“I haven’t had a traditional career path or been a traditional student in any way,” Holt said. “Deciding to go back to graduate school for entomology after working for five years was a thing I had to decide I was going to do, I could do, and then I had to make it happen.”
Friends and family pointed out that leaving a good fulltime teaching job to pursue a doctorate, especially in a different field of study, was a risky decision. But as much as Holt enjoyed teaching biology at the college level, she kept being drawn back to insects.
“I knew I had to have a doctorate in entomology if I was ever going to be able to fully pursue my passion professionally,” Holt explained. “I want to help make entomology more accessible to a broader range of students.”
Holt understands most people are raised and conditioned to think all insects are scary or creepy, a bias that can be hard to overcome. She hopes she can inspire the next generation of students to think insects are cool and to dispel fear and misinformation.
“I think if we show students enough amazing insect photos and explain how the benefits of many insects outweigh the negatives, we could help dispel a lot of fear and falsehoods. Teaching the connection insects have to our ecosystem and agriculture, and why the portrayal of wasps, hornets, spiders and the like are usually inaccurate, would go a long way.”
Holt also said explaining more about the importance of pollinators and which insects are a pest versus which are beneficial could help by increasing the general public’s understanding of bugs.
Transition to Texas A&M
“It was one of the best decisions I ever made to come to Texas A&M, but it wasn’t easy,” she said. Holt is the first person in her family to pursue a doctorate, so she felt like the path to achieve that wasn’t something obvious or that she had seen laid out before. But she knew her persistence and perseverance could lead her to that dream job in entomology.
Holt said Texas A&M kept coming up as the alma mater of many of her mentors. Once she was accepted into the doctoral program, she knew it was an opportunity she couldn’t pass up. She said going from being a teacher to being a student again gave her a unique perspective.
“It was scary and there are no guarantees with pursuing a Ph.D.; until you take prelims it feels really up in air if you’ll be deemed doctorate material,” she said. “But I treated my prelims like a job interview, which helped me deal with the stress.”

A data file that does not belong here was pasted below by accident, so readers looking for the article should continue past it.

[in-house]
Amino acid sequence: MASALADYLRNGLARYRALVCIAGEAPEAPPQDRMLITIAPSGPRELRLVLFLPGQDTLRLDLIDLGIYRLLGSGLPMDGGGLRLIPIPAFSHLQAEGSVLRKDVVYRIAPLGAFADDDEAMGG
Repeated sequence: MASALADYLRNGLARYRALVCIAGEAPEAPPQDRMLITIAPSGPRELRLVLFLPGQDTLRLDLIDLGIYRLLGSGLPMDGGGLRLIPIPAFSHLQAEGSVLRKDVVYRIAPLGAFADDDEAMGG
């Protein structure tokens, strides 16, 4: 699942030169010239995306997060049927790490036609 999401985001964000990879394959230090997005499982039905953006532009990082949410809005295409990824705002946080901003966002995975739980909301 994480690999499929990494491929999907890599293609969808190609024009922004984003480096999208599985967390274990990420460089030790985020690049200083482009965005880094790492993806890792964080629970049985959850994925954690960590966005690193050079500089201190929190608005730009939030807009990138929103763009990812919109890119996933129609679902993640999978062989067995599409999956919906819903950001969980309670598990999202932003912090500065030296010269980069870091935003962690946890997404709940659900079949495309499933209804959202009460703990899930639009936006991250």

“Holt’s commitment to finding answers to her scientific questions is energizing,” Medina said. “When she asks a question, she learns whatever she needs to in order to answer that question, If she assesses that she may not be able to learn all she needs to within a reasonable time frame, she incorporates collaborators into her projects. She is great at networking, so there is enough expertise within her network to answer all sorts of scientific questions.”
“Sometimes in entomology, we come up with messy data,” Holt acknowledged. “But maybe that data is from plucking individual insects from different fields and subsequently genetically distinct populations all together. At first, we may think there is no pattern but maybe we can understand the messy data if we also include the individual’s genetic and microbial backgrounds. Maybe we can better control our control groups.”
Awards and accolades
In addition to her NIFA grant, Holt has received a Graduate Diversity Excellence Fellowship and a Lechner Excellence fellowship at Texas A&M. She has also been the recipient of the Entomological Society of America’s John Henry Comstock Award.
Holt is a founding member of Aggie Women in Entomology. She has participated in the Texas A&M University Women in Science and Engineering, TAMU WISE, and the LAUNCH Program, which stands for Learning Communities, Academic Excellence, Undergraduate Research, National Fellowships, Capstones and Honors.
“I’m proud of my awards and scholarships, it is nice to be recognized for hard work,” Holt said. “Much of the time accomplishments don’t get recognized, so it is important to celebrate achievements. And when accomplishments are recognized, it is great having the satisfaction of knowing this is something viewed as worthwhile to do and beneficial. That helps keep me going when things are stressful or difficult.”
STEM, paying it forward
“There weren’t many people who looked like me — multiracial and female — in my fields of study,” Holt explained. “I want people who don’t think they fit or belong in the STEM field to know that they can find the resources, strength and the resilience to do it.”
Holt said she feels lucky to have had so many strong and gifted mentors over the course of her academic career. It is extraordinarily important to her that she can also serve in that role for past, present and future students.
“No one does it singlehandedly; I am grateful for my mentors. It was up to me to make the decision to pursue my doctorate and put the steps in place to work toward achieving that goal but what the love and support of my partner, friends and family has meant to me can’t be underestimated.”
She also strives to shine a light on how different fields can work together to solve complex problems. Holt shares the example of the Human Microbiome Project as something that can shine a light for other fields and make microbiota better appreciated and understood.
Holt is also excited by the prospect of better understanding the function of microbes and how a group may function differently from individual to individual.
“In addition to what I can do to aid agriculture, at the end of my career I want to be able to say I made entomology more accessible,” Holt said. “My dad always said, ‘If you find something you like and then do that for a career, it won’t feel like work.’ I’d say entomology is a win for me.”